“Being an ESOP has made us stronger, and creates a terrific environment with long-term stability for our consultants,” Desmarais said. “The people who stay with us get to fully benefit from the company’s success. And it makes TiER1 very attractive when we’re recruiting. Overall, it works for us. We’re growing at a rate of about 25 percent a year, 15 out of the last 16 years. We’re estimating by 2020, we’ll have 500 people across the U.S.”

Should your company do it?

Despite the many benefits of employee ownership, experts warn it’s not the right choice for every company.

George Thacker, managing director of New York-based CSG Partners, a boutique investment bank that specializes in ESOP transactions, said the choice isn’t always clear-cut. There are some general disqualifiers.

“Is your company over-leveraged already? Is your company young, or in a very young and fast-changing industry?” Thacker said. “Do the owners want to exit within three to 10 years of founding the company? Then creating an ESOP might not be the right thing for you.

“ESOPs work best when a company is already consistently profitable, and in a business that can benefit from a long-term, stable business strategy,” he said.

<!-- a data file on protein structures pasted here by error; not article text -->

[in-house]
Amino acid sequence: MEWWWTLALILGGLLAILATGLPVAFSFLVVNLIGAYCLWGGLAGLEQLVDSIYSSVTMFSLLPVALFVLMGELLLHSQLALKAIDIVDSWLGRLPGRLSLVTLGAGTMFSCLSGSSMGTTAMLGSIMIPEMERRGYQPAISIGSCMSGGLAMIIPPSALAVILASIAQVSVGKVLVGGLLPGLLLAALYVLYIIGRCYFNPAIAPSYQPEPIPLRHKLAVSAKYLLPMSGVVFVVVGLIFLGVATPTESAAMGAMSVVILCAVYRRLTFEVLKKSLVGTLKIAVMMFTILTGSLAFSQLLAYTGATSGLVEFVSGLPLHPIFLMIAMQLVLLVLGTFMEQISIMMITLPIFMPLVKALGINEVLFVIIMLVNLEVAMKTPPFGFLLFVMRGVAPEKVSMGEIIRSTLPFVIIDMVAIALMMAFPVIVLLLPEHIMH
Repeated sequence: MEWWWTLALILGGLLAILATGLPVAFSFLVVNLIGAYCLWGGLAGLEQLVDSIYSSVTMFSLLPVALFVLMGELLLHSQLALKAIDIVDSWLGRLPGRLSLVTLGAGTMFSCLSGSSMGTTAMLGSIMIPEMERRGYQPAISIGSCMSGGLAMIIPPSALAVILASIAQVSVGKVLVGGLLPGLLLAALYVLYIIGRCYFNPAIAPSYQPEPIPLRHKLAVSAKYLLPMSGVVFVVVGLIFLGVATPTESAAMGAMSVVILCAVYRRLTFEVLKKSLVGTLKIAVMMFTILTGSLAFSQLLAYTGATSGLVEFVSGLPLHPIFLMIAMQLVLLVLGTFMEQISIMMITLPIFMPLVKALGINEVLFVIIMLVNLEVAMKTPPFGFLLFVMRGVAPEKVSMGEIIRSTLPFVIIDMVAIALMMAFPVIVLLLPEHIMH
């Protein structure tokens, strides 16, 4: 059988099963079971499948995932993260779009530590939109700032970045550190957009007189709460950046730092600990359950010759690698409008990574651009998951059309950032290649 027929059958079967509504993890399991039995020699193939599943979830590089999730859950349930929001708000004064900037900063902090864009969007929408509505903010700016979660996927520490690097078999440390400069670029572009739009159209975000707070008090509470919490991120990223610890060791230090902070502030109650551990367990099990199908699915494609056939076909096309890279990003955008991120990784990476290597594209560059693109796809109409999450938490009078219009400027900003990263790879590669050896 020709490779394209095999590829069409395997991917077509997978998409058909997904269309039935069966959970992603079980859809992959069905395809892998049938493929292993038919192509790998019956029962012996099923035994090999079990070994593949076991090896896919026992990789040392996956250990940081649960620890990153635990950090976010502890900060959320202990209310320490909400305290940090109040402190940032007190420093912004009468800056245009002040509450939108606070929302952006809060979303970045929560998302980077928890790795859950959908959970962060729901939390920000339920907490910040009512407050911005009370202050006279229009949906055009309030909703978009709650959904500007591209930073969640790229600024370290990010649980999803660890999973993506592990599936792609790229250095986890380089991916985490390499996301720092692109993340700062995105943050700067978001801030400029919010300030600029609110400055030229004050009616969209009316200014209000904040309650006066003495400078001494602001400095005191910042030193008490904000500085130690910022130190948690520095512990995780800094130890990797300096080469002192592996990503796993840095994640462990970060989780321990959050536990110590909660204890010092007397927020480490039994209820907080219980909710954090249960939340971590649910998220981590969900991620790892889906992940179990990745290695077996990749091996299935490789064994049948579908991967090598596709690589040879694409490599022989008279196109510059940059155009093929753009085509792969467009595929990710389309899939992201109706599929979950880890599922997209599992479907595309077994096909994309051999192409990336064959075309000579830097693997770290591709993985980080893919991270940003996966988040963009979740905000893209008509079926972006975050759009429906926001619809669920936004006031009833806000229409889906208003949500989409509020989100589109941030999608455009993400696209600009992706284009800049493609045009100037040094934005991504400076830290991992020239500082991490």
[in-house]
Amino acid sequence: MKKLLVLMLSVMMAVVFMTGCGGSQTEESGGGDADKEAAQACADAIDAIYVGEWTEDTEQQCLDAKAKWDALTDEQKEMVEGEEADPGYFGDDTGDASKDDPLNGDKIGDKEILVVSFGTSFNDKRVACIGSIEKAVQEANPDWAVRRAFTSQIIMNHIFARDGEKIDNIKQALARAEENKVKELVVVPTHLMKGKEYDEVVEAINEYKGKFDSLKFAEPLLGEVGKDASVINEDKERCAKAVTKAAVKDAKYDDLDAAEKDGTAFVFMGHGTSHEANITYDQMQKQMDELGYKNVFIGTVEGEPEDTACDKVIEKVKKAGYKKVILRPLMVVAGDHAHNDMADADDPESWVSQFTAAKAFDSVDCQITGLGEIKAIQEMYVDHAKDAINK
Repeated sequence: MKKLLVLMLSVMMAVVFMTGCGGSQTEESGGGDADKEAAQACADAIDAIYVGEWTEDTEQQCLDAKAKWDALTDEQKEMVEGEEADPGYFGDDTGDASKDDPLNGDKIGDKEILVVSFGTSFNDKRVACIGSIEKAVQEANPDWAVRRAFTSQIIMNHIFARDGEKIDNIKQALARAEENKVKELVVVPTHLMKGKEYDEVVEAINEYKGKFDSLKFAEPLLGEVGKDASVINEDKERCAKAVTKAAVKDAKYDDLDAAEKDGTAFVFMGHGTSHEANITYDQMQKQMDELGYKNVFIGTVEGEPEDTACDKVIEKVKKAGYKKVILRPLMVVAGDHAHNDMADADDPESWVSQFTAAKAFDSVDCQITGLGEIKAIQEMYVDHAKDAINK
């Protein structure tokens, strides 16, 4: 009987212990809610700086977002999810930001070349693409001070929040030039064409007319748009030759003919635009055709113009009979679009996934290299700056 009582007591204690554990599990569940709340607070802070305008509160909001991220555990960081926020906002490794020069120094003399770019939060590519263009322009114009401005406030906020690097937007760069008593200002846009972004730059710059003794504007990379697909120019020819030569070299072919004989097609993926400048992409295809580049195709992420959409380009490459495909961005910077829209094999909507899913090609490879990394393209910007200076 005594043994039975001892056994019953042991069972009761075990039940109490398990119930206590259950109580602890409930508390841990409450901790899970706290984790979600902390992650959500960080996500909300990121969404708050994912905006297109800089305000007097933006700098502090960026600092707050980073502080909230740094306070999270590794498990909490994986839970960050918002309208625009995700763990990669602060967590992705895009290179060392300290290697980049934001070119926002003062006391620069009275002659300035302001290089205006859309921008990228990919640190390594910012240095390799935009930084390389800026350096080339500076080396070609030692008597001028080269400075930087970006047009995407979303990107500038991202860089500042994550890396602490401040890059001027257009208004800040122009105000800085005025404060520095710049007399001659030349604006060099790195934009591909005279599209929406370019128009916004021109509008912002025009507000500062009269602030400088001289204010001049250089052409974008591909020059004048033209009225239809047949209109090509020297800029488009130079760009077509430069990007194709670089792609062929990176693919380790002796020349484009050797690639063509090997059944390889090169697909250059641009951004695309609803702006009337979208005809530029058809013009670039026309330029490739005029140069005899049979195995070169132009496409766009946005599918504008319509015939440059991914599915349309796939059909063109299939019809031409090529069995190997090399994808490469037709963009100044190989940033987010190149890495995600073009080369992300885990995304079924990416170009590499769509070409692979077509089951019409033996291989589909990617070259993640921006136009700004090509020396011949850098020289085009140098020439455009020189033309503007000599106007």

Andrew Jacobs, member of Stites & Harbison LLC’s Lexington law office, agrees.

“Companies who do well with employee ownerships have a lot of things in common. First and foremost, they have strong earnings, and they’re not publicly traded,” Jacobs said. “They often have older owners who are looking to transition. They might not have kids or grandkids that want to take on the company, or perhaps they’re having issues with estate tax. They have strong management already, and have a strong commitment to keeping their people employed in the same place they’ve always been.

“They want an orderly handover, one that can be carefully planned and seamless. With the right structure and the right legal representation, companies like these can reap the great advantages of employee ownership,” he said. “Give employees incentive and they’ll share in your success. When they do well, you’ll do well.”


Susan Gosselin is a correspondent for The Lane Report. She can be reached at [email protected]